Yukian Indians

Yukian Family, Yuki Tribe, Yuki Indians (adapted from Wintun Yuki, ‘enemy’. Kroeber). A linguistic family in north California, comprising only the Yuki, divided into several tribes or groups speaking several dialects. Apparently they had no common name of their own. Though the territory of the Yuki was very small, it was divided into three detached areas, one about the present Round Valley Reservation and south thereof; another west of this, along the coast, and a third some distance to the south in the mountains dividing Sonoma from Napa and Lake Counties.

The greater part of the family was comprised within the area first mentioned, which ran along Eel River from a short distance above the confluence of the North fork, along both sides of the river to the junction of South Eel and Middle fork, extending on the west to the ridge east of Long Valley. From the junction of the two streams up, the Yuki possessed the entire drainage of Middle fork east to the watershed of the Coast range, which formed the boundary between them and the Wintun. They appear to have lived also on Hull Creek, which drains into the North fork of Eel River. Some of the chief divisions of the Yuki proper were the Ukomnom in and about Round Valley, the Sukshultatanom on North fork of Middle fork, the Huititnom on South fork of Middle fork, the Sukanom on Middle fork, the Utinom about the junction of Middle fork and South Eel River, and the Lilshiknom and Tanom on main Eel River. South of this group of tribes, between the Middle fork and the South Eel, in Eden Valley and the adjacent country, were the Witukomnom, whose dialect was somewhat different from that of the Yuki proper. South of the Witukomnom again, on both sides of South Eel river, certainly near the mouth of Tomki creek, and probably to the headwaters of the South Eel itself; also on the upper waters of Russian river, at the head of Potter valley, were the Huchnon, who spoke a third dialect, which differed considerably from the Yuki proper. They are known by the Pomo, who are their neighbors on the south, as Tatu, and by the whites as Redwoods.

The second territory held by Yukian tribes extended along the coast from Ten Mile river to Rockport or Usal, and inland as far as Jackson Valley creek, or more probably the range between this stream and the sea. These people call themselves Ukohtontilka, ‘Ocean tribe.’ They have probably been separated from the main body of the Yuki by Athapascan migration, as the Kato or Cahto and Laytonville occupy a strip of Athapascan territory between the two divisions. The dialect of the coast Yuki does not differ more from that of the Yuki proper than does that of the Huchnom.

The third territory occupied by the Yuki is mainly in the hills between Geysers and Calistoga, but includes a small portion of Russian River Valley, about Healdsburg. These people are called Ashochimi by Powers, and are generally known as Wappo. They are separated from their northern relatives by Pomo tribes, and their language diverges greatly from all other Yuki dialects.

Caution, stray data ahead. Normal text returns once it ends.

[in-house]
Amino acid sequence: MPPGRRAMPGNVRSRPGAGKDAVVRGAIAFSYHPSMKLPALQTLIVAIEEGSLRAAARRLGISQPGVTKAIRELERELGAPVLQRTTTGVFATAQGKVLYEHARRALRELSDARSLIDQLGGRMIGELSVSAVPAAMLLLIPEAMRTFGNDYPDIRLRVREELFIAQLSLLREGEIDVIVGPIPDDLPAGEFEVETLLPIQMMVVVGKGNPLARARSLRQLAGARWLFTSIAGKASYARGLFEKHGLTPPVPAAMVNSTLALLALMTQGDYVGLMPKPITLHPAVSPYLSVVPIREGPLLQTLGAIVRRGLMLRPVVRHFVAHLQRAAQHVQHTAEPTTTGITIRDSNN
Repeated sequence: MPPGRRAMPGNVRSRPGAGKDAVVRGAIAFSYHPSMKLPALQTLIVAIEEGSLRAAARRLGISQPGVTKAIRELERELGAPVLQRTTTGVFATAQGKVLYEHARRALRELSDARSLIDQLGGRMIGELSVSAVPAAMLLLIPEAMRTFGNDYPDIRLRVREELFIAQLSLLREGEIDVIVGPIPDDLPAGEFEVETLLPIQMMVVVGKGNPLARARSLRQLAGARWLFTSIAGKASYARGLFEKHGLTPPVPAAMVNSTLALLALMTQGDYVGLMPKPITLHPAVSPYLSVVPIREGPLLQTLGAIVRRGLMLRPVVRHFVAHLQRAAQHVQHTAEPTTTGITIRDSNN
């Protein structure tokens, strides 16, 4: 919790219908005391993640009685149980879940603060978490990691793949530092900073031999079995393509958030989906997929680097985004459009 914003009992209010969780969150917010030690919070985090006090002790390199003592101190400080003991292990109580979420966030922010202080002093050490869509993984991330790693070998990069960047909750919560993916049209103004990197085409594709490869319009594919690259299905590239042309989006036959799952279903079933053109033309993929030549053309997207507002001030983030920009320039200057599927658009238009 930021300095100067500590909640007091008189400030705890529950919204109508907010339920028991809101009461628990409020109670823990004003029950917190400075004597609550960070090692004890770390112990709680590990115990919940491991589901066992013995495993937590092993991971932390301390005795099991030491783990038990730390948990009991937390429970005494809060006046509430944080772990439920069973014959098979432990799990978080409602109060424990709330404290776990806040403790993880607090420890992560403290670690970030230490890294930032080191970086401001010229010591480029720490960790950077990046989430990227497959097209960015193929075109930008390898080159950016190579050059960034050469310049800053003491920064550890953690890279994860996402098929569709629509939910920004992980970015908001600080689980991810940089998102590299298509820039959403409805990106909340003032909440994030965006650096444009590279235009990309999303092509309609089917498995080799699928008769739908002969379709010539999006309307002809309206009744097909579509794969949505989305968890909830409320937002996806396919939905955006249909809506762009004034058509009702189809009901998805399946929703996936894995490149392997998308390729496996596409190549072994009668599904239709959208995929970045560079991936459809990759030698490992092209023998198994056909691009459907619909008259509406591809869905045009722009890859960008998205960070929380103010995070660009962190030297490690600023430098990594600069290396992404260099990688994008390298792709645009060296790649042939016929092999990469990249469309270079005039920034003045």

The Yuki are said to have been somewhat more warlike than most of the Californians. The Yuki proper, or portions of them, were at war at times with the Kato and Wailaki, the Wintun, the Huchnom, and certain Pomo tribes. Excepting the Wappo, who fought with the Spaniards in the second quarter of the 19th century, the Yuki were barely beginning to be known at the time when the discovery of gold flooded the state with Americans. They came in conflict with the whites on different occasions, suffering considerably in numbers as a consequence. Round Valley Reservation was established in the heart of their territory in 1864, and the greater part of the stock, as well as various Athapascan, Wintun, Pomo, and other tribes, were brought to it, where they still reside. The Yuki proper in 1902 numbered about a hundred, the Huchnom barely a dozen. The coast Yuki amount probably to 15 or 20 individuals, and the number of Wappo, though not accurately known, is undoubtedly also small.

The Yuki much resemble the Pomo in appearance. They are short, broad, and sometimes fat. Measurements give an average height for men of 162 cm., which is a rather low stature. The Yuki show a considerably longer head form than any of their northern, eastern, or southern neighbors, as the Yurok, Hupa, Wintun, Maidu, and Pomo. This deviation is unexplained. The women tattoo their faces, especially across the cheeks and on the chin.

In their mode of life, habits, and beliefs the Yuki generally resemble the better known Pomo, though the Yuki proper show the closest specific cultural resemblances to the neighboring Athapascan Wailaki. The Huchnom affiliated with the Pomo, and resembled these more nearly in their habits and practices than they did the Yuki proper. They fished and hunted, but most of their food was vegetal. They performed a ceremony conducted by a secret society whose members represented the spirits of the dead. They believed that the world was created by a being, human in shape, called Taikomol, ‘He who travels alone,’ assisted by the coyote. This deity was represented in a ceremony.

Hodge, Frederick Webb, Compiler. The Handbook of American Indians North of Mexico. Bureau of American Ethnology, Government Printing Office. 1906.

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